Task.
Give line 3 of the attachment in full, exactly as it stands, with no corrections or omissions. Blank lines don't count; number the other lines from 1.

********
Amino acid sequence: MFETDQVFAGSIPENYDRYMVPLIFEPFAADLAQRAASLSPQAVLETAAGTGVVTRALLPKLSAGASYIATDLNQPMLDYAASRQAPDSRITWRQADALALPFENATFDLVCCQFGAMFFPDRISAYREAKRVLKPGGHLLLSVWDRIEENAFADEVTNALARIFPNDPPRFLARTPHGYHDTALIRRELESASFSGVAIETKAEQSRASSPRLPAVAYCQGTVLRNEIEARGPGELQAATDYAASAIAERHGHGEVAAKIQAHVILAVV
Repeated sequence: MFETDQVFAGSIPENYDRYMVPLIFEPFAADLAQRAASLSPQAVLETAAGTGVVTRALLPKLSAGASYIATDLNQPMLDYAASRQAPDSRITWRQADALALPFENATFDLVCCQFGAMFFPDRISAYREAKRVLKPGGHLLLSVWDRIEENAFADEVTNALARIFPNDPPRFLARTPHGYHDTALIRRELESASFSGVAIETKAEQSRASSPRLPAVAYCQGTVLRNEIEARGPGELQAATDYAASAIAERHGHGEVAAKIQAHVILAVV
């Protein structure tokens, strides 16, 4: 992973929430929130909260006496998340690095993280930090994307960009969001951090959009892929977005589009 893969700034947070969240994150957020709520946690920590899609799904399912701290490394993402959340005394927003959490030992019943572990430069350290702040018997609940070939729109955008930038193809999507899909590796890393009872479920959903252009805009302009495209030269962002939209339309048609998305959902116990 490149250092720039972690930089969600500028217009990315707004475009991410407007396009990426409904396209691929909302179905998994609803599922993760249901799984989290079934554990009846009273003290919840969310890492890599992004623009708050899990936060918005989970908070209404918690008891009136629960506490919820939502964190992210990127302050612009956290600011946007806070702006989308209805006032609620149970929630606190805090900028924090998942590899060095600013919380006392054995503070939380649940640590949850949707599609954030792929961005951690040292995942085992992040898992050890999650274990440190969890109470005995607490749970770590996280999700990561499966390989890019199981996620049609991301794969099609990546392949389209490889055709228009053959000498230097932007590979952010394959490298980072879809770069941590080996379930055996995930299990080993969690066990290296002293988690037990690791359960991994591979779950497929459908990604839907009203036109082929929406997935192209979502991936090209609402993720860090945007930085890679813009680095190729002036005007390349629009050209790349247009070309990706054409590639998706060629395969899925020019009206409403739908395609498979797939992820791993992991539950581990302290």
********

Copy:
């Protein structure tokens, strides 16, 4: 992973929430929130909260006496998340690095993280930090994307960009969001951090959009892929977005589009 893969700034947070969240994150957020709520946690920590899609799904399912701290490394993402959340005394927003959490030992019943572990430069350290702040018997609940070939729109955008930038193809999507899909590796890393009872479920959903252009805009302009495209030269962002939209339309048609998305959902116990 490149250092720039972690930089969600500028217009990315707004475009991410407007396009990426409904396209691929909302179905998994609803599922993760249901799984989290079934554990009846009273003290919840969310890492890599992004623009708050899990936060918005989970908070209404918690008891009136629960506490919820939502964190992210990127302050612009956290600011946007806070702006989308209805006032609620149970929630606190805090900028924090998942590899060095600013919380006392054995503070939380649940640590949850949707599609954030792929961005951690040292995942085992992040898992050890999650274990440190969890109470005995607490749970770590996280999700990561499966390989890019199981996620049609991301794969099609990546392949389209490889055709228009053959000498230097932007590979952010394959490298980072879809770069941590080996379930055996995930299990080993969690066990290296002293988690037990690791359960991994591979779950497929459908990604839907009203036109082929929406997935192209979502991936090209609402993720860090945007930085890679813009680095190729002036005007390349629009050209790349247009070309990706054409590639998706060629395969899925020019009206409403739908395609498979797939992820791993992991539950581990302290």